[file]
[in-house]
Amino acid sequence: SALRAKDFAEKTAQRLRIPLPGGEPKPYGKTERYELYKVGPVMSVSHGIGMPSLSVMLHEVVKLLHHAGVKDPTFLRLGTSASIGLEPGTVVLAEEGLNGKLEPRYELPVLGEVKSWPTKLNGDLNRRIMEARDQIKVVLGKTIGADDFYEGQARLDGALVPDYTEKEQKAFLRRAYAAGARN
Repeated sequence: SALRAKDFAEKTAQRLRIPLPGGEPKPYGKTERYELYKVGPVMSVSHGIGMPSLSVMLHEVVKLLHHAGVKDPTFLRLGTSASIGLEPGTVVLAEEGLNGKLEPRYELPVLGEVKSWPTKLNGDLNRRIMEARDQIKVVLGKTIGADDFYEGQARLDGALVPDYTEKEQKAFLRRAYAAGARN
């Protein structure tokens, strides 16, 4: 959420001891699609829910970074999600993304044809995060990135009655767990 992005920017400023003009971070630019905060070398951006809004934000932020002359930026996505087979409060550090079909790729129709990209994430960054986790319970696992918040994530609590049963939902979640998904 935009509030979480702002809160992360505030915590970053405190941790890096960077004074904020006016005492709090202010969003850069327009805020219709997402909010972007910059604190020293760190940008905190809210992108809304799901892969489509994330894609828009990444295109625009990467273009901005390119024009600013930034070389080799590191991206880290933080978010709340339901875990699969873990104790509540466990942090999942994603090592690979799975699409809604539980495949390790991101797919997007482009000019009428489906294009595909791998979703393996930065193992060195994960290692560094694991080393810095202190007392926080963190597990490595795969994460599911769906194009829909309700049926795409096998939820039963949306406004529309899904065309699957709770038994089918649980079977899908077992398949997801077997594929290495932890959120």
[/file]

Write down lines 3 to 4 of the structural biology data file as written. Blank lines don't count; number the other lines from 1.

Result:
Repeated sequence: SALRAKDFAEKTAQRLRIPLPGGEPKPYGKTERYELYKVGPVMSVSHGIGMPSLSVMLHEVVKLLHHAGVKDPTFLRLGTSASIGLEPGTVVLAEEGLNGKLEPRYELPVLGEVKSWPTKLNGDLNRRIMEARDQIKVVLGKTIGADDFYEGQARLDGALVPDYTEKEQKAFLRRAYAAGARN
């Protein structure tokens, strides 16, 4: 959420001891699609829910970074999600993304044809995060990135009655767990 992005920017400023003009971070630019905060070398951006809004934000932020002359930026996505087979409060550090079909790729129709990209994430960054986790319970696992918040994530609590049963939902979640998904 935009509030979480702002809160992360505030915590970053405190941790890096960077004074904020006016005492709090202010969003850069327009805020219709997402909010972007910059604190020293760190940008905190809210992108809304799901892969489509994330894609828009990444295109625009990467273009901005390119024009600013930034070389080799590191991206880290933080978010709340339901875990699969873990104790509540466990942090999942994603090592690979799975699409809604539980495949390790991101797919997007482009000019009428489906294009595909791998979703393996930065193992060195994960290692560094694991080393810095202190007392926080963190597990490595795969994460599911769906194009829909309700049926795409096998939820039963949306406004529309899904065309699957709770038994089918649980079977899908077992398949997801077997594929290495932890959120």